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Why you should probably not buy a CLC cooler - Page 3

post #21 of 465
Quote:
Originally Posted by ghostrider85 View Post

and then i have to mess with it every month to keep it maintained? nevermind the initial hassle of building a custom loop.
my 980 ti 1500mhz tops out @ 52C, do i need better cooling? absolutely not.
my 6600k 4.6ghz tops out @ 67C, do i need better cooling? absolutely not.

so, why do i need to waste my time building a custom loop then? absolutely nothing.

every month? I haven't touched my loop in six months. Custom loops are low maintenance if you use just distilled water. My delta's are also better than yours.
post #22 of 465
Quote:
Originally Posted by ghostrider85 View Post

and then i have to mess with it every month to keep it maintained? nevermind the initial hassle of building a custom loop.
my 980 ti 1500mhz tops out @ 52C, do i need better cooling? absolutely not.
my 6600k 4.6ghz tops out @ 67C, do i need better cooling? absolutely not.

so, why do i need to waste my time building a custom loop then? absolutely nothing.

You need to "mess" with much less often then you need to mess with a CLC. Warning: Spoiler! (Click to show)
strictly speaking you only need to mess with a properly built loop when it evaporates enough liquid to empty its reservoir, which with a large reservoir could be several years. Meanwhile, you CLC also evaporates liquid, and runs dry much quicker because it does not have a res at all! Making things worse, your CLC runs with mixed metals, which given a few years, will corrode to the point of either leaking or performing so badly that you won't want the darned thing any more. CLCs are literally just small, poorly built loops that can't be opened. They aren't somehow immune to the problems of custom built loops, and unlike custom built loops, you can't take any steps to correct their issues.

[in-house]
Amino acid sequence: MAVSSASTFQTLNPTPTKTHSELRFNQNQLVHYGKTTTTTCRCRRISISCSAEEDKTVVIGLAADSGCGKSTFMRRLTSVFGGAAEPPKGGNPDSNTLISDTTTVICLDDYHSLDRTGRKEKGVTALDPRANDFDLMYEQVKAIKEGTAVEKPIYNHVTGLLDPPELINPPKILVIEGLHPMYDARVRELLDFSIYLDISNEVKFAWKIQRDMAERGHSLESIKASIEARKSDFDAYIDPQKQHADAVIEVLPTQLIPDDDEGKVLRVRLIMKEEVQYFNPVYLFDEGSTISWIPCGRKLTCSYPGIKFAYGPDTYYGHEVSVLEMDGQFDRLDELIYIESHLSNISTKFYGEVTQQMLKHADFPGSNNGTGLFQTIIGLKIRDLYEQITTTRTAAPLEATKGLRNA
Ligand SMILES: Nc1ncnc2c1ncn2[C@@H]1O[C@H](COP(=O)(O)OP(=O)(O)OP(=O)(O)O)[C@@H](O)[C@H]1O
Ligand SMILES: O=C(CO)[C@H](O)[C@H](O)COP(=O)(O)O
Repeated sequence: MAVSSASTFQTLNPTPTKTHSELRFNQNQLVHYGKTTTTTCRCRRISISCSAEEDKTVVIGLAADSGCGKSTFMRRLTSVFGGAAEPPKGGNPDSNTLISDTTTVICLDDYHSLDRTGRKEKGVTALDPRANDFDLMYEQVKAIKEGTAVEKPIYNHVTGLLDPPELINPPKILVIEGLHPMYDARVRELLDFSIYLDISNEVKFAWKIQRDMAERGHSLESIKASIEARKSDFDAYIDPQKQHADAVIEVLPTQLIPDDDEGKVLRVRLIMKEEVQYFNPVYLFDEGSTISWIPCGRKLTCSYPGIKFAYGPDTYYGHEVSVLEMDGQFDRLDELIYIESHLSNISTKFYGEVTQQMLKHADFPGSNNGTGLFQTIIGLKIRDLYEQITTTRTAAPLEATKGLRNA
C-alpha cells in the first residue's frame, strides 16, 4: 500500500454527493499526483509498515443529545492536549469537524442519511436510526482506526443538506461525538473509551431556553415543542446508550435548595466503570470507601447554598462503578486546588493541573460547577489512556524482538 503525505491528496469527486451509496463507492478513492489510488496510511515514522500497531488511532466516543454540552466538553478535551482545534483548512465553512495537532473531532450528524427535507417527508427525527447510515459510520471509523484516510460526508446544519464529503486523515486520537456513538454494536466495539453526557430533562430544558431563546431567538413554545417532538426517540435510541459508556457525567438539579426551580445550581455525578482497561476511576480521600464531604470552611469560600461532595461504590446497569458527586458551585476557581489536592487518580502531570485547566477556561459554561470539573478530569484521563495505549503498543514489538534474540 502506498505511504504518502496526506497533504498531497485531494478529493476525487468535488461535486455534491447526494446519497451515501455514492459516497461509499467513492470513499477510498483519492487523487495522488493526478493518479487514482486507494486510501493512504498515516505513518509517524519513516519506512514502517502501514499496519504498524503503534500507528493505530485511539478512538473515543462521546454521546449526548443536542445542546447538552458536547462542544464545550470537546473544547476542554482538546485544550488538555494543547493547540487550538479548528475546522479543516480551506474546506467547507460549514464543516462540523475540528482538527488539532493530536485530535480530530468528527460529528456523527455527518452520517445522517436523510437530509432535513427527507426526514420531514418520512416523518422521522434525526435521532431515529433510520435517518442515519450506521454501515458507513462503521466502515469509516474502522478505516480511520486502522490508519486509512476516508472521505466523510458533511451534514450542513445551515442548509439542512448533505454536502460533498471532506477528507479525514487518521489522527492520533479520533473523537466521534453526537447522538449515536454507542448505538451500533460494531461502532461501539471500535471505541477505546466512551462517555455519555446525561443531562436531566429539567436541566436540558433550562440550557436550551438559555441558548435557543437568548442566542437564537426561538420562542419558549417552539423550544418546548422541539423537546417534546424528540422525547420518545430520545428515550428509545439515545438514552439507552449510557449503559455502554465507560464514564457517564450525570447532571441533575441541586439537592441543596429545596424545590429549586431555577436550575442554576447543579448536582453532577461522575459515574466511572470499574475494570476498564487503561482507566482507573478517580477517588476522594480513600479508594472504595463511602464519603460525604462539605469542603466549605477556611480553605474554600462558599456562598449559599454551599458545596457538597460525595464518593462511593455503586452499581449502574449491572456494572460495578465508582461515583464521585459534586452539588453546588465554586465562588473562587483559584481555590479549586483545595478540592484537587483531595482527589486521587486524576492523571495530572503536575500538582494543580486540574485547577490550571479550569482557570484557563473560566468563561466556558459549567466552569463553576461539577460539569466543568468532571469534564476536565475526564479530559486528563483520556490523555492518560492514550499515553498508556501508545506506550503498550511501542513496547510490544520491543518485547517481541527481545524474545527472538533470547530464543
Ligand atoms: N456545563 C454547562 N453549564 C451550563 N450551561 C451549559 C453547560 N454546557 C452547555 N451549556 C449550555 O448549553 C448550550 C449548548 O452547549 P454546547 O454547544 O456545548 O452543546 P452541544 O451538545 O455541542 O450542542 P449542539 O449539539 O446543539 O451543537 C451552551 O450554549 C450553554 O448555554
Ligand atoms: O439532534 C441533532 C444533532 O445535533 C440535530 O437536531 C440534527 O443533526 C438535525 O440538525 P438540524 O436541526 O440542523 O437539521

Problem is you can't mess with the CLC, so when its time comes, you just have to toss the whole thing instead of spending 30 seconds refilling it. Many liquid cooling enthusiasts like to mess with their loops more frequently, but they in no way actually require more frequent maintenance than CLCs.

The hassle of building a custom loop? Laughable at best. If you can build a custom computer, you can just as easily build a custom loop. If you didn't build your own computer, then why do you care how much effort it took some other guy to build the loop? Besides, these days you can get AIO kits using all proper parts, that are customizable but don't actually require any assembly if you just want to use it as is.

Do you need better cooling? Of course not, but why would you choose to pay more for inferior cooling? Why would you pay more for a louder system? Why pay more for ugliness? Why pay more for something that won't last nearly as long? Nonsense.

Why should you build/buy a proper loop? Because you're already shelling out enough money for the superior product, so you might as well get that superior product. Otherwise you might as well just mail me that system of yours and I'll send you a nice raspberry Pi instead. It would be more than you need, and you don't care about throwing away money anyway, right?
Edited by Zero4549 - 2/7/16 at 10:17pm
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post #23 of 465
Quote:
Originally Posted by CrazyElf View Post

Why is this thread even needed?